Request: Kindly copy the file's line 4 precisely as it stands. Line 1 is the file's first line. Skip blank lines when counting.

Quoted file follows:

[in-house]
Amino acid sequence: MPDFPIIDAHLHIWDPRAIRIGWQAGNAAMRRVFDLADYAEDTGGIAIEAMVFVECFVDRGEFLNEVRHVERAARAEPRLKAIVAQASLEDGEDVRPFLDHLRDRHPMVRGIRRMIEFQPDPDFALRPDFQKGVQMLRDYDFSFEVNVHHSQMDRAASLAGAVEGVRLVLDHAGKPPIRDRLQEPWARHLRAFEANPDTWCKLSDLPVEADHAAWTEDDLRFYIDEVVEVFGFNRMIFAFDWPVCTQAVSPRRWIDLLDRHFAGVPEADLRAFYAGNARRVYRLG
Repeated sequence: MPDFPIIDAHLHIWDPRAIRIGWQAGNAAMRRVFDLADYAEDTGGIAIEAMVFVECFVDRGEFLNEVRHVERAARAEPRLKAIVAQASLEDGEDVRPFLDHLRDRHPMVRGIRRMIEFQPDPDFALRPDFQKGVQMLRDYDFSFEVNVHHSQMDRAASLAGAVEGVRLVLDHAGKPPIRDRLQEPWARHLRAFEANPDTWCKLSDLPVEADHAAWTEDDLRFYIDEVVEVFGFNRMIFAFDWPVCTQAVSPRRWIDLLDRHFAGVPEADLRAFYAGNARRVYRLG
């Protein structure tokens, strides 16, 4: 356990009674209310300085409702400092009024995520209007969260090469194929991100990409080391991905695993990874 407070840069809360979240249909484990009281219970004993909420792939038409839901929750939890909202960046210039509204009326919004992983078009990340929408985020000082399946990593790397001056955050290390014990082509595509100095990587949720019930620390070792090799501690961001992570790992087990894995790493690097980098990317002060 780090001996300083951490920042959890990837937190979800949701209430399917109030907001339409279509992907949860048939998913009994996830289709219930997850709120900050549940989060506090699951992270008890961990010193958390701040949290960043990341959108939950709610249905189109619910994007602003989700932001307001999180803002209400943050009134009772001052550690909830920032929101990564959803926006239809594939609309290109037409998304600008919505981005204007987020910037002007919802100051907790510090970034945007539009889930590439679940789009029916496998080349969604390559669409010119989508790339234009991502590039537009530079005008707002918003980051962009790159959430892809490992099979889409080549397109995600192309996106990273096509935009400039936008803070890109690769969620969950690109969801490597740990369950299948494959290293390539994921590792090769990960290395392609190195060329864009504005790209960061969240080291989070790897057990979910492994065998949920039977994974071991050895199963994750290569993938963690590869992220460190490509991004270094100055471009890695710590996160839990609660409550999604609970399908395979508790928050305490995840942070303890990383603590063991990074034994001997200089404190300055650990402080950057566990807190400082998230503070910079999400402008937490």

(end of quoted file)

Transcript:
């Protein structure tokens, strides 16, 4: 356990009674209310300085409702400092009024995520209007969260090469194929991100990409080391991905695993990874 407070840069809360979240249909484990009281219970004993909420792939038409839901929750939890909202960046210039509204009326919004992983078009990340929408985020000082399946990593790397001056955050290390014990082509595509100095990587949720019930620390070792090799501690961001992570790992087990894995790493690097980098990317002060 780090001996300083951490920042959890990837937190979800949701209430399917109030907001339409279509992907949860048939998913009994996830289709219930997850709120900050549940989060506090699951992270008890961990010193958390701040949290960043990341959108939950709610249905189109619910994007602003989700932001307001999180803002209400943050009134009772001052550690909830920032929101990564959803926006239809594939609309290109037409998304600008919505981005204007987020910037002007919802100051907790510090970034945007539009889930590439679940789009029916496998080349969604390559669409010119989508790339234009991502590039537009530079005008707002918003980051962009790159959430892809490992099979889409080549397109995600192309996106990273096509935009400039936008803070890109690769969620969950690109969801490597740990369950299948494959290293390539994921590792090769990960290395392609190195060329864009504005790209960061969240080291989070790897057990979910492994065998949920039977994974071991050895199963994750290569993938963690590869992220460190490509991004270094100055471009890695710590996160839990609660409550999604609970399908395979508790928050305490995840942070303890990383603590063991990074034994001997200089404190300055650990402080950057566990807190400082998230503070910079999400402008937490």